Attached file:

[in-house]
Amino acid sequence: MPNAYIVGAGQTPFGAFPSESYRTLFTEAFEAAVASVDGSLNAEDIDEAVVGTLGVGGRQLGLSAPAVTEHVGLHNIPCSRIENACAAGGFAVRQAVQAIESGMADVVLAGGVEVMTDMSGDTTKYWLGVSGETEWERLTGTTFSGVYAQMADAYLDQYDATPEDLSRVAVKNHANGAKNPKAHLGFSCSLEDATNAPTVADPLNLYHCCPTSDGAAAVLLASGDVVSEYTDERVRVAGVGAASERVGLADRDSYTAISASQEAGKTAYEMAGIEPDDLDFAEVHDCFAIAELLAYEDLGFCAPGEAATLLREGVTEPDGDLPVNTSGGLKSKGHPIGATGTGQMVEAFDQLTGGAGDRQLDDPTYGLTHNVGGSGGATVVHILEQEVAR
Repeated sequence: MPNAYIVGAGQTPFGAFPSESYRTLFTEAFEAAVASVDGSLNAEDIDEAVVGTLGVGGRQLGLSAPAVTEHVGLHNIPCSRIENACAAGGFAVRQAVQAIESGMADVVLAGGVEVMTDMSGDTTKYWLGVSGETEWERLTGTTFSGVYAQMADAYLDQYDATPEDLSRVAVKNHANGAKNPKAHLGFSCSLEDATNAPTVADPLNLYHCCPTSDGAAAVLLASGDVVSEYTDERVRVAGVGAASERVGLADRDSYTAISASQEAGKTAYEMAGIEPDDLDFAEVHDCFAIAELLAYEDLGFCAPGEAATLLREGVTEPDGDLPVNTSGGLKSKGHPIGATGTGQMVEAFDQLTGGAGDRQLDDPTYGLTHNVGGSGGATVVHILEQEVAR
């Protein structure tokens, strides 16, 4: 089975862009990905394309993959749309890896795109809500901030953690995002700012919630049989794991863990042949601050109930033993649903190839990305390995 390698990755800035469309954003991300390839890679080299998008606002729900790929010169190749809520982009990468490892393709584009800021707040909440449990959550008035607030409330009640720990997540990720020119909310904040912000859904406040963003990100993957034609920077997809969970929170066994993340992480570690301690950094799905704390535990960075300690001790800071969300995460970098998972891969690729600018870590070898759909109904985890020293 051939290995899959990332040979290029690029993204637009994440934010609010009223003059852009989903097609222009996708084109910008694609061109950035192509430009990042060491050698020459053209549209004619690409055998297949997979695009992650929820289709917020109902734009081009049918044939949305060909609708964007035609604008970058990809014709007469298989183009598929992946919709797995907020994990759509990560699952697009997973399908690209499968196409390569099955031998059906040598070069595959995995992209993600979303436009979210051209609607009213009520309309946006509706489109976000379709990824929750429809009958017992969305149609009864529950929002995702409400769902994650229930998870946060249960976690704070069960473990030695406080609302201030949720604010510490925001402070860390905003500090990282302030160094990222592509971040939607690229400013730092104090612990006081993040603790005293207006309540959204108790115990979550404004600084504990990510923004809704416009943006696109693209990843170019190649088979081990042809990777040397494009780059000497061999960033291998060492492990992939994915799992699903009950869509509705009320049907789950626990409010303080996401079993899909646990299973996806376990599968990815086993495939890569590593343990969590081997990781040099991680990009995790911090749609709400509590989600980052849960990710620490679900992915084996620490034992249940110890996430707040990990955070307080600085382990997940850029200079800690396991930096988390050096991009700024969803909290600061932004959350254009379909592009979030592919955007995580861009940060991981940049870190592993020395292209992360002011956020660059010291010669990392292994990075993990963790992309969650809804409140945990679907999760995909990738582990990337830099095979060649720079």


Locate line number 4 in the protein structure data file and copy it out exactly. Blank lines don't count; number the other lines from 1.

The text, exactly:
């Protein structure tokens, strides 16, 4: 089975862009990905394309993959749309890896795109809500901030953690995002700012919630049989794991863990042949601050109930033993649903190839990305390995 390698990755800035469309954003991300390839890679080299998008606002729900790929010169190749809520982009990468490892393709584009800021707040909440449990959550008035607030409330009640720990997540990720020119909310904040912000859904406040963003990100993957034609920077997809969970929170066994993340992480570690301690950094799905704390535990960075300690001790800071969300995460970098998972891969690729600018870590070898759909109904985890020293 051939290995899959990332040979290029690029993204637009994440934010609010009223003059852009989903097609222009996708084109910008694609061109950035192509430009990042060491050698020459053209549209004619690409055998297949997979695009992650929820289709917020109902734009081009049918044939949305060909609708964007035609604008970058990809014709007469298989183009598929992946919709797995907020994990759509990560699952697009997973399908690209499968196409390569099955031998059906040598070069595959995995992209993600979303436009979210051209609607009213009520309309946006509706489109976000379709990824929750429809009958017992969305149609009864529950929002995702409400769902994650229930998870946060249960976690704070069960473990030695406080609302201030949720604010510490925001402070860390905003500090990282302030160094990222592509971040939607690229400013730092104090612990006081993040603790005293207006309540959204108790115990979550404004600084504990990510923004809704416009943006696109693209990843170019190649088979081990042809990777040397494009780059000497061999960033291998060492492990992939994915799992699903009950869509509705009320049907789950626990409010303080996401079993899909646990299973996806376990599968990815086993495939890569590593343990969590081997990781040099991680990009995790911090749609709400509590989600980052849960990710620490679900992915084996620490034992249940110890996430707040990990955070307080600085382990997940850029200079800690396991930096988390050096991009700024969803909290600061932004959350254009379909592009979030592919955007995580861009940060991981940049870190592993020395292209992360002011956020660059010291010669990392292994990075993990963790992309969650809804409140945990679907999760995909990738582990990337830099095979060649720079």